An Irish American bishop says the two women accused of being drug mules in Peru were set up.
According to the Daily Telegraph, Archbishop Sean Walsh of the Eastern Rite Catholic church visited Michaella McCollum Connolly, 20, and Melissa Reid, 19, in their police cell where they told him they were flown from Ibiza to Morocco by a criminal gang before being taken to Peru.
Archbishop Walsh, a former Augustinian priest who got married and joined the eastern rite church told the Telegraph he believed the women had been 'set up' and described them as 'weepy and upset' as they await a court appearance.
Archbishop Walsh added: 'They told me that there were a group of Colombians actually took them at gunpoint and threatened them. They held them in Ibiza for a while and they took them to Morocco. Now I don’t know what happened and I don’t know how they got over to Peru, there was no direct flight from Morocco. They had to go through Spain probably, but if they threatened them in some way that seems to me a credible defence.
'If they have been coerced or threatened as I think they are going to argue, then the fact that they physically had it in their possession may not mean that they were intentionally or willingly doing it if they were forced with threats on their life.'
The Archbishop added: 'My personal feeling with these girls? They really and truly have been set up.'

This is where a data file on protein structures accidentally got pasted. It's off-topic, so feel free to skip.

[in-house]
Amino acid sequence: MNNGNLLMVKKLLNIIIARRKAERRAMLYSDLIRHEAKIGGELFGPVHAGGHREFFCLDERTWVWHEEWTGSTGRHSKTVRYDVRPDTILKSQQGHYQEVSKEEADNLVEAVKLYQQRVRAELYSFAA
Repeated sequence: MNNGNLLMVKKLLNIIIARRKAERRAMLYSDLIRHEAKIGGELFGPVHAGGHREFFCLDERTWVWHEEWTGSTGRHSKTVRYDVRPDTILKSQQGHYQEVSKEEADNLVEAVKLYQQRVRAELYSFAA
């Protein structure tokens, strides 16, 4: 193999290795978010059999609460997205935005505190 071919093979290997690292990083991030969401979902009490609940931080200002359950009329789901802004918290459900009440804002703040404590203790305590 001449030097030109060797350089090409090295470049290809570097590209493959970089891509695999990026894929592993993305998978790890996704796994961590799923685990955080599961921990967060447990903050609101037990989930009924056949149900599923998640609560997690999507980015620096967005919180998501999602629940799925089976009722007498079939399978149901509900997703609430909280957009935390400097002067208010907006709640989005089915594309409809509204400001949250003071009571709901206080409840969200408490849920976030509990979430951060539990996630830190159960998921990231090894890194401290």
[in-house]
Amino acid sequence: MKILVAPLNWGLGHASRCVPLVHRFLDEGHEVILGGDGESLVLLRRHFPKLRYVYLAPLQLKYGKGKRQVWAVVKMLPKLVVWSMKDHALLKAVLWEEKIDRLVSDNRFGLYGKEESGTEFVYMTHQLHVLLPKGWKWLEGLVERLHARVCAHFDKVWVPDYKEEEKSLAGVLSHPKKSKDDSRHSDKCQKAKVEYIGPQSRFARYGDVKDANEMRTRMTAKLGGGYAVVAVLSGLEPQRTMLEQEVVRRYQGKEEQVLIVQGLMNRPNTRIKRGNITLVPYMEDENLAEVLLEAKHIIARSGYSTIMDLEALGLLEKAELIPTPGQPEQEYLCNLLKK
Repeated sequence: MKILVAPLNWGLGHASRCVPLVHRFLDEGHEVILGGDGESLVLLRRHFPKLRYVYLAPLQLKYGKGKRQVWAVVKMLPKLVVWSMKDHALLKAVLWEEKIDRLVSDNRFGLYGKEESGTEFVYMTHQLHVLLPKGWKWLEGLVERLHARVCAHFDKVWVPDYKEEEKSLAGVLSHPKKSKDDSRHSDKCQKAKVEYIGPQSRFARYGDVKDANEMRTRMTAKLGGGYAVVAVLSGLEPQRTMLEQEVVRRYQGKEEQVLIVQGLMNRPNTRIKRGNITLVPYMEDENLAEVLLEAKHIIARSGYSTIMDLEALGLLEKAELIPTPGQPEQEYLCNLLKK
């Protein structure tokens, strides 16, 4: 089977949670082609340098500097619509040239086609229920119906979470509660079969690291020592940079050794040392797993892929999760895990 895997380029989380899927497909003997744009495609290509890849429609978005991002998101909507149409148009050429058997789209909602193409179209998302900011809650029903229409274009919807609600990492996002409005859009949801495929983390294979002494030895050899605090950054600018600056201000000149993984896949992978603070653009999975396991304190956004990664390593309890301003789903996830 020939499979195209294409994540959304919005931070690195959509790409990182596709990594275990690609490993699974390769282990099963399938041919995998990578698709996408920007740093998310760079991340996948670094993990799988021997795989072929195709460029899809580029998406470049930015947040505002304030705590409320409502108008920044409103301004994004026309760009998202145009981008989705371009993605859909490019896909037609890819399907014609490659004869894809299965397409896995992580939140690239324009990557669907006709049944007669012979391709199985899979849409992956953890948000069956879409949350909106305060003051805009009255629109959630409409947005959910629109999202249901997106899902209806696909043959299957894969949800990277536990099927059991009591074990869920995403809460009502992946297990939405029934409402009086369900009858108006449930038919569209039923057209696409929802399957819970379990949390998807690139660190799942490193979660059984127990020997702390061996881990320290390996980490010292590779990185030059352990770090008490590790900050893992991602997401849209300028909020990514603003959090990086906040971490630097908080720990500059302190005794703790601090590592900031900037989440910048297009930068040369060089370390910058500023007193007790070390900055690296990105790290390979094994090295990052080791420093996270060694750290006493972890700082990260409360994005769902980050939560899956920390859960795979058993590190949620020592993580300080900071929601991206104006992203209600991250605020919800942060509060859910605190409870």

The two friends could appear in court as early as today, but may have to wait up to 36 months before they eventually stand trial because of Peru’s famously slow legal system. They will reportedly be sent to the tough Santa Monica de Chorrillos prison for the majority of their remand period.
At the family home in Dungannon, McCollum Connolly's mother Nora told the press: 'The situation is terrible for everyone. At the moment we don't know anything. We don't know what is happening at all.'
Peter Madden, McCollum Connolly's family attorney, said: 'Michaella has been questioned by the police and has denied involvement in any criminal offence. She will be appearing before an examining judge shortly.
'Michaella's family are obviously shocked and distressed by the recent events but are confident that Michaella will be exonerated. The family fully support her and they are making arrangements to travel to Peru. They have contacted support groups in Lima to ensure that her current needs are met.
'I am arranging legal representation for her in Lima. I spoke to Michaella last night and she emphasised that she denied that she was guilty of any offence. She is well. She is not on hunger strike. She is finding it difficult to cope with the current situation, so far from home, but is optimistic.'
McCollum Connolly was reportedly traveling on an Irish passport and is being aided by diplomats from the Irish embassy in Mexico City.
Footage of the two women in police station